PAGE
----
AP NEWS
Click to copy
Click to copy

Key events leading up to India’s citizenship registry

August 30, 2019
1 of 9
In this Aug. 27, 2019, photo, retired Indian Army officer Mohammad Sanaullah, 53, who was declared an illegal immigrant and detained, shows a photograph of his army unit at his residence in Gauhati, India. Critics of the government's plan to publish a National Register of Citizens, or NRC, fear it will leave off millions of people, rendering them stateless. The Hindu nationalist-led government of Prime Minister Narendra Modi, which fully backs the citizenship project in Assam, vows to roll out a similar plan nationwide. (AP Photo/Anupam Nath)
1 of 9
In this Aug. 27, 2019, photo, retired Indian Army officer Mohammad Sanaullah, 53, who was declared an illegal immigrant and detained, shows a photograph of his army unit at his residence in Gauhati, India. Critics of the government's plan to publish a National Register of Citizens, or NRC, fear it will leave off millions of people, rendering them stateless. The Hindu nationalist-led government of Prime Minister Narendra Modi, which fully backs the citizenship project in Assam, vows to roll out a similar plan nationwide. (AP Photo/Anupam Nath)

Some key events leading up to the publication of India’s National Register of Citizens on Saturday:

—1947: British rule ends and the subcontinent is split between India and Pakistan, with millions of people migrating from one to the other.

—1948: Free movement between India and Pakistan is restricted, and India’s constitution formalizes this as the cutoff date for citizenship.

—1951: India uses a census to compile the first National Register of Citizens in Assam state.

—1955: The Citizenship Act comes into force, setting rules for Indian citizenship by birth, descent and registration.

—1961: Thousands of East Pakistani migrants are forced to leave Assam and return to East Pakistan.

—1964: Hindu-Muslim riots in East Pakistan lead to an exodus of Bengali Hindus into India.

—1965: A war between India and Pakistan forces more refugees into India through Assam.

—1971: With help from the Indian army, East Pakistan becomes independent Bangladesh, triggering a fresh wave of refugees into India.

—1979: A by-election shows conspicuously high voter rolls. Fierce protests lasting six years demand detention, disenfranchisement and deportation of migrants.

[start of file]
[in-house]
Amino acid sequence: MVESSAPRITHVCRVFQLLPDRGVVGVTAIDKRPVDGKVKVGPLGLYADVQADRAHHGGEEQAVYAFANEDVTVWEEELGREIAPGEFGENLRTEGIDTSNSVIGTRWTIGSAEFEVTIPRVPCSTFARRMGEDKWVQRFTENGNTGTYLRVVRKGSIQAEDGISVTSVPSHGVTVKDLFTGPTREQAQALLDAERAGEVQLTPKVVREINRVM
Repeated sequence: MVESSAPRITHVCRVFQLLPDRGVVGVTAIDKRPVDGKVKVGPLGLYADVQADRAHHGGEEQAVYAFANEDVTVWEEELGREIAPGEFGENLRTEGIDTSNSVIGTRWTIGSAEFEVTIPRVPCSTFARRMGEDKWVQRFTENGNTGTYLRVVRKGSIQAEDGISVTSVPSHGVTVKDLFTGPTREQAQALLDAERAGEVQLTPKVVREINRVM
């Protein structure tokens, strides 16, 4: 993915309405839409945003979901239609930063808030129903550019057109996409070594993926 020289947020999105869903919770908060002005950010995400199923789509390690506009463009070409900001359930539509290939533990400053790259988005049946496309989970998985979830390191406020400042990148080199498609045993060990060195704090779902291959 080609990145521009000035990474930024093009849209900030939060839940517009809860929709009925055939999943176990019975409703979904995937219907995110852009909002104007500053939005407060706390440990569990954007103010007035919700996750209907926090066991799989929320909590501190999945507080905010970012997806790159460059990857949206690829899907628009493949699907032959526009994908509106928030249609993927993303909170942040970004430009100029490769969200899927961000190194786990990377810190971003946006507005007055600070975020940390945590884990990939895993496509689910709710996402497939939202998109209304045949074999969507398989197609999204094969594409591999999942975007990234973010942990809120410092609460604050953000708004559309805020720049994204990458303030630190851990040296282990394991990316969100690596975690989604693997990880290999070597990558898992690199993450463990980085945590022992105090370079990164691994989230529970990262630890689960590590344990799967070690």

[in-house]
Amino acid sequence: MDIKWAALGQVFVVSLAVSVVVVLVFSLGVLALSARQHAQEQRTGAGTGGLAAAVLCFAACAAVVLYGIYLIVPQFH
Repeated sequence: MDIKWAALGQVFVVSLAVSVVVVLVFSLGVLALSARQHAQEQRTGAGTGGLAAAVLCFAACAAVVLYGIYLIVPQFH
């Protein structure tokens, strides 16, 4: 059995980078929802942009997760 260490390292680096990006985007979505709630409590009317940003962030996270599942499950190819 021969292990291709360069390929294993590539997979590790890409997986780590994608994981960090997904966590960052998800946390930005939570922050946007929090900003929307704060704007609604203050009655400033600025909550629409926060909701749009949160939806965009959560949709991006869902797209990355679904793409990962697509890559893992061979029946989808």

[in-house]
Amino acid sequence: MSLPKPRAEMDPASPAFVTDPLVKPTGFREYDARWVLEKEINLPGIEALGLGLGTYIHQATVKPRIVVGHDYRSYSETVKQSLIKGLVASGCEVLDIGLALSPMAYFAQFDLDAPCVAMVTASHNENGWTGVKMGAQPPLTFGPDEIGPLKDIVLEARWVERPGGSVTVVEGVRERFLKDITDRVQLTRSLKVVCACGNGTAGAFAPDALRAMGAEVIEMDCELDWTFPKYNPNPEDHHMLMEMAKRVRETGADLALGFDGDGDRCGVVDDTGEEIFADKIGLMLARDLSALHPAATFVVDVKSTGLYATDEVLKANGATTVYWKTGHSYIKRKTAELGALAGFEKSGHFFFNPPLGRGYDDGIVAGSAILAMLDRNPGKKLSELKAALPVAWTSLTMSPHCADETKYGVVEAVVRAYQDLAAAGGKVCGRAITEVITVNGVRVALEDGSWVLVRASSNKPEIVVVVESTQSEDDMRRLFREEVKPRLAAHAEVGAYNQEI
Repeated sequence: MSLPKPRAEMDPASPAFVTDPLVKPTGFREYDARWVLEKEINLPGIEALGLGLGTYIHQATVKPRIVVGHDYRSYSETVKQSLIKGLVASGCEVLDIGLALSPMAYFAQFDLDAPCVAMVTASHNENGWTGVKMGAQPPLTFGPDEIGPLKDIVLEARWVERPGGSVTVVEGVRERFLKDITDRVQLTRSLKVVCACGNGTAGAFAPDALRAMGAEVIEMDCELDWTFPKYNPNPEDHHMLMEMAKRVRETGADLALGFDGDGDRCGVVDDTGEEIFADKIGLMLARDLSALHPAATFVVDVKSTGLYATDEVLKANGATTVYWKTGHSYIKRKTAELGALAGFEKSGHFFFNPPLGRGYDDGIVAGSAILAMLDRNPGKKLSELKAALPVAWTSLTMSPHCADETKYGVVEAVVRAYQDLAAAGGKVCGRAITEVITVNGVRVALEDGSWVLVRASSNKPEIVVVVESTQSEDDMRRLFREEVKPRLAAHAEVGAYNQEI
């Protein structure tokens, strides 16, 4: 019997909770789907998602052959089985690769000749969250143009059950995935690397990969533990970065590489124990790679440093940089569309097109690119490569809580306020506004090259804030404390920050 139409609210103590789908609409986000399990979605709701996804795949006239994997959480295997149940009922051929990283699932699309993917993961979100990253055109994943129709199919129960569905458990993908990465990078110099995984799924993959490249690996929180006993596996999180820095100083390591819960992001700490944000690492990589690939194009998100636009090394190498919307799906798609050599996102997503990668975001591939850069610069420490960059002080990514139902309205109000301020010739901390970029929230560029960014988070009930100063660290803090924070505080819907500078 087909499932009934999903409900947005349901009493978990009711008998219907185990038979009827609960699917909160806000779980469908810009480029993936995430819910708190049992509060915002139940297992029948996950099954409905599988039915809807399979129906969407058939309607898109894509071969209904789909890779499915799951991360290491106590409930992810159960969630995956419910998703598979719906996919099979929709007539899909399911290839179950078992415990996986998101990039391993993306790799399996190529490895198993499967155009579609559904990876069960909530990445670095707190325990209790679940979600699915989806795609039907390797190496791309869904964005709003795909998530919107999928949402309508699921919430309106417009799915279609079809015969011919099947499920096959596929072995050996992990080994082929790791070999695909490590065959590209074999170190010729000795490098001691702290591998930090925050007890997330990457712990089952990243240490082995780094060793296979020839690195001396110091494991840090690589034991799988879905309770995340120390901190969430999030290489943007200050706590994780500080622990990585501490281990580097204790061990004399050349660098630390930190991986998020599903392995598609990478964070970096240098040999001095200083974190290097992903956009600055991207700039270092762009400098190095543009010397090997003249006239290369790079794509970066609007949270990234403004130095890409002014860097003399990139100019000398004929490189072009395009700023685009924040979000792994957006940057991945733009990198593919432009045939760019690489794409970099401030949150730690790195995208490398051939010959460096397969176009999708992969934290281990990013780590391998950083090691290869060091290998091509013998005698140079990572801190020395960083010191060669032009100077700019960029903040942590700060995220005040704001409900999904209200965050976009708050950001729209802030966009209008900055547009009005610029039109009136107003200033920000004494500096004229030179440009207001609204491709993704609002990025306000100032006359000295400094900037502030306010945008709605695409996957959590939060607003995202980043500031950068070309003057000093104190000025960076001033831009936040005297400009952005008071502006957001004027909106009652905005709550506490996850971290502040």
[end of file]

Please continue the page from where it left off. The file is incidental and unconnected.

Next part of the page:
—1983: More than 2,000 Bengali migrants massacred in Assam by Lalung tribe members objecting to their occupation of land. A law stipulates that people who moved to Assam between 1966 and 1971 would lose voting rights for 10 years. Those who could not prove entry by March 24, 1971, were to be deported.

—1985: The student movement ends with the signing of the Assam Accord setting Jan. 1, 1966, as a cutoff date. Subsequent arrivals were to be deleted from India’s electoral rolls.

—2003: The Citizenship (Amendment) Act declares anyone born in India between 1950 and 1987 and any child born between 1987 and 2003 to one Indian parent is an Indian citizen.

—2013: The Supreme Court orders state authorities to expedite the counting process for updating the NRC.

—2015: Under Supreme Court monitoring, state authorities begin counting and verifying citizens.

—2016: India’s ruling Bharatiya Janata Party brings legislation to grant citizenship to non-Muslim minorities who migrated illegally from Pakistan, Afghanistan and Bangladesh.

—2017: The first draft of the new NRC is published, listing 19 million names out of 32.9 million who applied.

—2018: Another draft includes 28.9 million names and excludes more than 4 million people.

—2019: The final NRC is set for publication on Aug. 31, 2019.

All contents © copyright 2019 The Associated Press. All rights reserved.